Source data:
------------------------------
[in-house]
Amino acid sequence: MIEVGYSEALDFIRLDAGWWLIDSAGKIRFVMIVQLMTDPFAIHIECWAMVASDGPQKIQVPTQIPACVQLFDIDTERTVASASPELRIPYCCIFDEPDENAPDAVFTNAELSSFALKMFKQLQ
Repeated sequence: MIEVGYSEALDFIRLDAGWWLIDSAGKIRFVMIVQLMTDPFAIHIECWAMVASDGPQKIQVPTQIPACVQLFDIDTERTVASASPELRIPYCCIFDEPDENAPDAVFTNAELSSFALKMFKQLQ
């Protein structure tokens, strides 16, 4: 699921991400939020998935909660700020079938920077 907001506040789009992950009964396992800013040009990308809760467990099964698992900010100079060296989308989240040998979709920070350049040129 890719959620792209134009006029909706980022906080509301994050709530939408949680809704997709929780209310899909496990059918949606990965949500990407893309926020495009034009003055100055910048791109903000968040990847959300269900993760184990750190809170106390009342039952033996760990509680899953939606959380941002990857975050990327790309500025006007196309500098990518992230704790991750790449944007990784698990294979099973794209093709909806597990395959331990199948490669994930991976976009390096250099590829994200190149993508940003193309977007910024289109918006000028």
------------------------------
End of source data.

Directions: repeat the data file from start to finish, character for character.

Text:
[in-house]
Amino acid sequence: MIEVGYSEALDFIRLDAGWWLIDSAGKIRFVMIVQLMTDPFAIHIECWAMVASDGPQKIQVPTQIPACVQLFDIDTERTVASASPELRIPYCCIFDEPDENAPDAVFTNAELSSFALKMFKQLQ
Repeated sequence: MIEVGYSEALDFIRLDAGWWLIDSAGKIRFVMIVQLMTDPFAIHIECWAMVASDGPQKIQVPTQIPACVQLFDIDTERTVASASPELRIPYCCIFDEPDENAPDAVFTNAELSSFALKMFKQLQ
């Protein structure tokens, strides 16, 4: 699921991400939020998935909660700020079938920077 907001506040789009992950009964396992800013040009990308809760467990099964698992900010100079060296989308989240040998979709920070350049040129 890719959620792209134009006029909706980022906080509301994050709530939408949680809704997709929780209310899909496990059918949606990965949500990407893309926020495009034009003055100055910048791109903000968040990847959300269900993760184990750190809170106390009342039952033996760990509680899953939606959380941002990857975050990327790309500025006007196309500098990518992230704790991750790449944007990784698990294979099973794209093709909806597990395959331990199948490669994930991976976009390096250099590829994200190149993508940003193309977007910024289109918006000028």